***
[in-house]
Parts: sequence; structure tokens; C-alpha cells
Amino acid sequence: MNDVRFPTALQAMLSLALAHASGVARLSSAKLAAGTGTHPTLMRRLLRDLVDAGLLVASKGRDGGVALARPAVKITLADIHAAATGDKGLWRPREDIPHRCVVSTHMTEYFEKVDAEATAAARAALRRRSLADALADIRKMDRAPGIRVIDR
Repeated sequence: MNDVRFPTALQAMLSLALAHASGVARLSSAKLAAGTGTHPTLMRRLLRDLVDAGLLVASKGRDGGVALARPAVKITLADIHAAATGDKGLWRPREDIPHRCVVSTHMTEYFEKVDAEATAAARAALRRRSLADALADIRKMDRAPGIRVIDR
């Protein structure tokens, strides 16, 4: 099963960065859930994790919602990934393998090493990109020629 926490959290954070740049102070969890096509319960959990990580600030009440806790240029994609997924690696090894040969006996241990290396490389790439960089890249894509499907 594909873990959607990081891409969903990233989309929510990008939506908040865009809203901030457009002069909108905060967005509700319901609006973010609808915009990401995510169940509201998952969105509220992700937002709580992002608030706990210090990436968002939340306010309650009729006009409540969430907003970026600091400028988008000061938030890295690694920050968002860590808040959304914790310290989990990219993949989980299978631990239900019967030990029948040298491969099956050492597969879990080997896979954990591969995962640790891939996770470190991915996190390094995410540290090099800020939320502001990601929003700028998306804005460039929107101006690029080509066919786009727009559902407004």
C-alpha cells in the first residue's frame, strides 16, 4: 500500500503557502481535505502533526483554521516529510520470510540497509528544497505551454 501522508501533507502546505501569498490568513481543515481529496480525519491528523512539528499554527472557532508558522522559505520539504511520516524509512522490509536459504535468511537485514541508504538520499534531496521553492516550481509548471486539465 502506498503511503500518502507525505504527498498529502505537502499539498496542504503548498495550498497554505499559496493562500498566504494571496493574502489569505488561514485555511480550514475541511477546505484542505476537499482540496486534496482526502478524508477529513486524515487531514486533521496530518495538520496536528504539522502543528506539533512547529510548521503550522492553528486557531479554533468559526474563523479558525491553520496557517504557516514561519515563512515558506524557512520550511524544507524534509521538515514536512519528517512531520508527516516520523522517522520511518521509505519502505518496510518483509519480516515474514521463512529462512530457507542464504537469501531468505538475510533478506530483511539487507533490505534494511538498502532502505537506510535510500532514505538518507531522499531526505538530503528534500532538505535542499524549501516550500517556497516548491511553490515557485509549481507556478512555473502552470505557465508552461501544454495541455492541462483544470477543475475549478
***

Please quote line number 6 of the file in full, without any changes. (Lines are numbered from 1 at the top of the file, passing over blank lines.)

C-alpha cells in the first residue's frame, strides 16, 4: 500500500503557502481535505502533526483554521516529510520470510540497509528544497505551454 501522508501533507502546505501569498490568513481543515481529496480525519491528523512539528499554527472557532508558522522559505520539504511520516524509512522490509536459504535468511537485514541508504538520499534531496521553492516550481509548471486539465 502506498503511503500518502507525505504527498498529502505537502499539498496542504503548498495550498497554505499559496493562500498566504494571496493574502489569505488561514485555511480550514475541511477546505484542505476537499482540496486534496482526502478524508477529513486524515487531514486533521496530518495538520496536528504539522502543528506539533512547529510548521503550522492553528486557531479554533468559526474563523479558525491553520496557517504557516514561519515563512515558506524557512520550511524544507524534509521538515514536512519528517512531520508527516516520523522517522520511518521509505519502505518496510518483509519480516515474514521463512529462512530457507542464504537469501531468505538475510533478506530483511539487507533490505534494511538498502532502505537506510535510500532514505538518507531522499531526505538530503528534500532538505535542499524549501516550500517556497516548491511553490515557485509549481507556478512555473502552470505557465508552461501544454495541455492541462483544470477543475475549478